Florida wildlife officials may not consider February's Python Challenge a resounding success; only 68 of an estimated 150,000 invasive snakes were harvested.
But one hunter, Mark Rubinstein, of Coral Springs, discovered something more precious than a Burmese python while searching the Everglades: a piece of antique gold jewelry.
"It was just a glint in the late day's sun," Rubinstein told NBC 6. "It kind of just glinted at me. It looked like it didn't belong."
Rubinstein and his friends were searching the swamp near two plane crash sites. They were about 300 yards east of the ValuJet crash of 1996 and in the debris area field of the Eastern crash of 1972, according to a release.
The found pendant is studded with diamonds and sapphires, and has three emblems: a cross, an 'M' for the Virgin Mary, and three leaves for the Trinity, reports NBC 6.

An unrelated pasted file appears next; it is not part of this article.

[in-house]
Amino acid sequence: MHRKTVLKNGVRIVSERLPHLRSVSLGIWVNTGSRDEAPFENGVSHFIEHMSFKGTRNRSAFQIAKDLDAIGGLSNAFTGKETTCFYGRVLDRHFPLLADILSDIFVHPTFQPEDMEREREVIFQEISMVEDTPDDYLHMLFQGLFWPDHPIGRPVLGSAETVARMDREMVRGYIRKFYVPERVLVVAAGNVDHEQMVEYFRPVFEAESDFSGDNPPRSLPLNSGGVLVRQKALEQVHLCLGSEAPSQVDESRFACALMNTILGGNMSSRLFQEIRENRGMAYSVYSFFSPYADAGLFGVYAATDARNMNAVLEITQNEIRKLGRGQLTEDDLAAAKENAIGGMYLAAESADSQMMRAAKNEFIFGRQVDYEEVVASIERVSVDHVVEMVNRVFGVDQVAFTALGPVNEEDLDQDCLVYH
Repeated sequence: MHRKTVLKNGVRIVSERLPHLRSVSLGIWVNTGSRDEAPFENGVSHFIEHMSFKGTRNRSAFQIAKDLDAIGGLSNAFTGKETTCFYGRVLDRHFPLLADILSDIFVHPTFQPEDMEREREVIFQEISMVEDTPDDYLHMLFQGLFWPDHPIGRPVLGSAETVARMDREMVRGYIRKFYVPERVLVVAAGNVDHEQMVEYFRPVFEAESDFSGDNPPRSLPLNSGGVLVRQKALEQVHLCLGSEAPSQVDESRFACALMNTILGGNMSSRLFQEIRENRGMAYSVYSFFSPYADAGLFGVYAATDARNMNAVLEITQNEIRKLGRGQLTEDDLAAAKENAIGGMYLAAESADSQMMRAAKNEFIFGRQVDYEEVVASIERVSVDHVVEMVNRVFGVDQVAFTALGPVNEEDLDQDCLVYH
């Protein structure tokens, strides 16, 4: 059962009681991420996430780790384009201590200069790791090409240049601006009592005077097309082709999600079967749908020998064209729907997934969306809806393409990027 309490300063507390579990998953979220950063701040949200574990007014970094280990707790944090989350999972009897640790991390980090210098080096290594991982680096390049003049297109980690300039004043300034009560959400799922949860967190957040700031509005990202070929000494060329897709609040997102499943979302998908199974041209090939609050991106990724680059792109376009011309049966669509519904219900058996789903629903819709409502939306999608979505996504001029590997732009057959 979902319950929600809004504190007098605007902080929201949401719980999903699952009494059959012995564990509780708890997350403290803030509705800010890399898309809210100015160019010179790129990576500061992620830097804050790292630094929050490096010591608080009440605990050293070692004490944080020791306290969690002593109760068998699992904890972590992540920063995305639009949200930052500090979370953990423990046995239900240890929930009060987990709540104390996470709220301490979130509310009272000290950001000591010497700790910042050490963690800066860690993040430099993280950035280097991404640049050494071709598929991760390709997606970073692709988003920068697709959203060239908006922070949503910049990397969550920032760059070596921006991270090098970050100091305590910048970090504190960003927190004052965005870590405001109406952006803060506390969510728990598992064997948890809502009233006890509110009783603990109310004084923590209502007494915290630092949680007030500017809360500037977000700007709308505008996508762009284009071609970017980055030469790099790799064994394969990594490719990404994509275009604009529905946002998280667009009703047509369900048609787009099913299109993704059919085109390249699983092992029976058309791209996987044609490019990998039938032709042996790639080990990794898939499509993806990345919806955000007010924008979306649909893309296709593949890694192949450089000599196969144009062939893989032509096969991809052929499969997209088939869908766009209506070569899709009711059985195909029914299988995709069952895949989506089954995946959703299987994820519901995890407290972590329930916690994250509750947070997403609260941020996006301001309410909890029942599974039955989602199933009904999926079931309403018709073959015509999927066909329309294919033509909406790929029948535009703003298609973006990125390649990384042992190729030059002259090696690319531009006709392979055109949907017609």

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The medallion is also melted on one side, "which would be consistent with the scenario of either of these crashes," according to Walker Metalsmiths, New York jewelers helping Rubinstein identify the gold piece.
The gold is thought to be from somewhere in the 17th to 19th centuries and the Florida Goldcoast Gem and Mineral Society believes it could be worth up to $1,000.
But Rubinstein hopes to reunite the piece with the victim's family, if it indeed came from one of the two crash sites.
"Maybe we can bring a little happiness to somebody that's had some very bad sorrow,'" Rubinstein told NBC Miami.